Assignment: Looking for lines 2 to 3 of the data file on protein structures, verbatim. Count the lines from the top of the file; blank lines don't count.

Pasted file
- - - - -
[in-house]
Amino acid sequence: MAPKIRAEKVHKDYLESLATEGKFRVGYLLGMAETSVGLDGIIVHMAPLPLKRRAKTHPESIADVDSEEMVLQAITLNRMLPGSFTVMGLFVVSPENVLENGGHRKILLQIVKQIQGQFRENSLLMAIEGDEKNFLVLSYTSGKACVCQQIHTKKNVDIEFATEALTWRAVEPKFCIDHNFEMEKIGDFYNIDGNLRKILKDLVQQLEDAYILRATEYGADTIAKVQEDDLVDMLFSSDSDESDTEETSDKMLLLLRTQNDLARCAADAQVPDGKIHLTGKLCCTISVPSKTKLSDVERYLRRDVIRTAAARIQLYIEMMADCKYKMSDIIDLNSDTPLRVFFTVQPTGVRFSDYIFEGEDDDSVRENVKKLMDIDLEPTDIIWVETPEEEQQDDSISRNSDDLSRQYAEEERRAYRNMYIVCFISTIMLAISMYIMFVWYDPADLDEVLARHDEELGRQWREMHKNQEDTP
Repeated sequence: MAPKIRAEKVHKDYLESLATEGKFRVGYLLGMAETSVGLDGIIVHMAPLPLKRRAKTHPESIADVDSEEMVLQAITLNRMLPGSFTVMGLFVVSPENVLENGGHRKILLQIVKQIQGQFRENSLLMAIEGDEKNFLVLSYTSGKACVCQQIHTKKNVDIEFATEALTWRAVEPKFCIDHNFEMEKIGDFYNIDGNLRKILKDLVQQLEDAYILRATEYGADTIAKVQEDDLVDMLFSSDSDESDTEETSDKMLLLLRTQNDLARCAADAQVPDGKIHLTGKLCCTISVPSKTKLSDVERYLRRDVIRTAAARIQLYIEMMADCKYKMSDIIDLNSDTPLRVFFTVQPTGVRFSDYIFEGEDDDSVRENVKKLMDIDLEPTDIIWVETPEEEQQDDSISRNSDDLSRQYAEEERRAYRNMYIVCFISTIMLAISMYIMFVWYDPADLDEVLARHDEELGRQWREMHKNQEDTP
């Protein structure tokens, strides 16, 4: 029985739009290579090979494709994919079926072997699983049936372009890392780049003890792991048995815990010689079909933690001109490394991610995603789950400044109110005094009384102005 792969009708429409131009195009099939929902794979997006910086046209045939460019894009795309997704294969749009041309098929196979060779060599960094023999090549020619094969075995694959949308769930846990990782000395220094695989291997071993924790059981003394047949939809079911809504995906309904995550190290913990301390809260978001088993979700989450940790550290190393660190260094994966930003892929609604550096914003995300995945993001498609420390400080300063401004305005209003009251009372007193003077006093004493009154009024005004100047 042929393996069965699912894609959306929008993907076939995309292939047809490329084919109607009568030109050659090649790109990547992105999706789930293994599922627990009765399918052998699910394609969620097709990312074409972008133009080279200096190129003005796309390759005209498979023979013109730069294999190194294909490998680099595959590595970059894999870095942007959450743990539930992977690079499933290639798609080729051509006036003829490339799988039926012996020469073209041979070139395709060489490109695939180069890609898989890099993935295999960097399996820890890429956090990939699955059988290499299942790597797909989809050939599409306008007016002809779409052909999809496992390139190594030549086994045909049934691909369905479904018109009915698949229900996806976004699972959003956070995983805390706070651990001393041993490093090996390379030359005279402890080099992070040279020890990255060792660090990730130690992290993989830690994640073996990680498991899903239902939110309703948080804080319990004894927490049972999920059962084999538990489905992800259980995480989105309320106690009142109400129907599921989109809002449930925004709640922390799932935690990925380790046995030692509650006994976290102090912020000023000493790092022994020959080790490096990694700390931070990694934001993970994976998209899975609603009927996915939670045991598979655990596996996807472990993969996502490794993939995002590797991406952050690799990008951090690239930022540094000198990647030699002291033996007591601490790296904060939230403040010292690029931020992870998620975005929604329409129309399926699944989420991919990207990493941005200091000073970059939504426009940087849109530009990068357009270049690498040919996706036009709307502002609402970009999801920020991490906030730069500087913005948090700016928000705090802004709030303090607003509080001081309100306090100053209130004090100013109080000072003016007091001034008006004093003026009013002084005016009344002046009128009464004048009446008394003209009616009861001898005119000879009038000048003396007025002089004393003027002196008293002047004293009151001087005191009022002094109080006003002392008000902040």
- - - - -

Amino acid sequence: MAPKIRAEKVHKDYLESLATEGKFRVGYLLGMAETSVGLDGIIVHMAPLPLKRRAKTHPESIADVDSEEMVLQAITLNRMLPGSFTVMGLFVVSPENVLENGGHRKILLQIVKQIQGQFRENSLLMAIEGDEKNFLVLSYTSGKACVCQQIHTKKNVDIEFATEALTWRAVEPKFCIDHNFEMEKIGDFYNIDGNLRKILKDLVQQLEDAYILRATEYGADTIAKVQEDDLVDMLFSSDSDESDTEETSDKMLLLLRTQNDLARCAADAQVPDGKIHLTGKLCCTISVPSKTKLSDVERYLRRDVIRTAAARIQLYIEMMADCKYKMSDIIDLNSDTPLRVFFTVQPTGVRFSDYIFEGEDDDSVRENVKKLMDIDLEPTDIIWVETPEEEQQDDSISRNSDDLSRQYAEEERRAYRNMYIVCFISTIMLAISMYIMFVWYDPADLDEVLARHDEELGRQWREMHKNQEDTP
Repeated sequence: MAPKIRAEKVHKDYLESLATEGKFRVGYLLGMAETSVGLDGIIVHMAPLPLKRRAKTHPESIADVDSEEMVLQAITLNRMLPGSFTVMGLFVVSPENVLENGGHRKILLQIVKQIQGQFRENSLLMAIEGDEKNFLVLSYTSGKACVCQQIHTKKNVDIEFATEALTWRAVEPKFCIDHNFEMEKIGDFYNIDGNLRKILKDLVQQLEDAYILRATEYGADTIAKVQEDDLVDMLFSSDSDESDTEETSDKMLLLLRTQNDLARCAADAQVPDGKIHLTGKLCCTISVPSKTKLSDVERYLRRDVIRTAAARIQLYIEMMADCKYKMSDIIDLNSDTPLRVFFTVQPTGVRFSDYIFEGEDDDSVRENVKKLMDIDLEPTDIIWVETPEEEQQDDSISRNSDDLSRQYAEEERRAYRNMYIVCFISTIMLAISMYIMFVWYDPADLDEVLARHDEELGRQWREMHKNQEDTP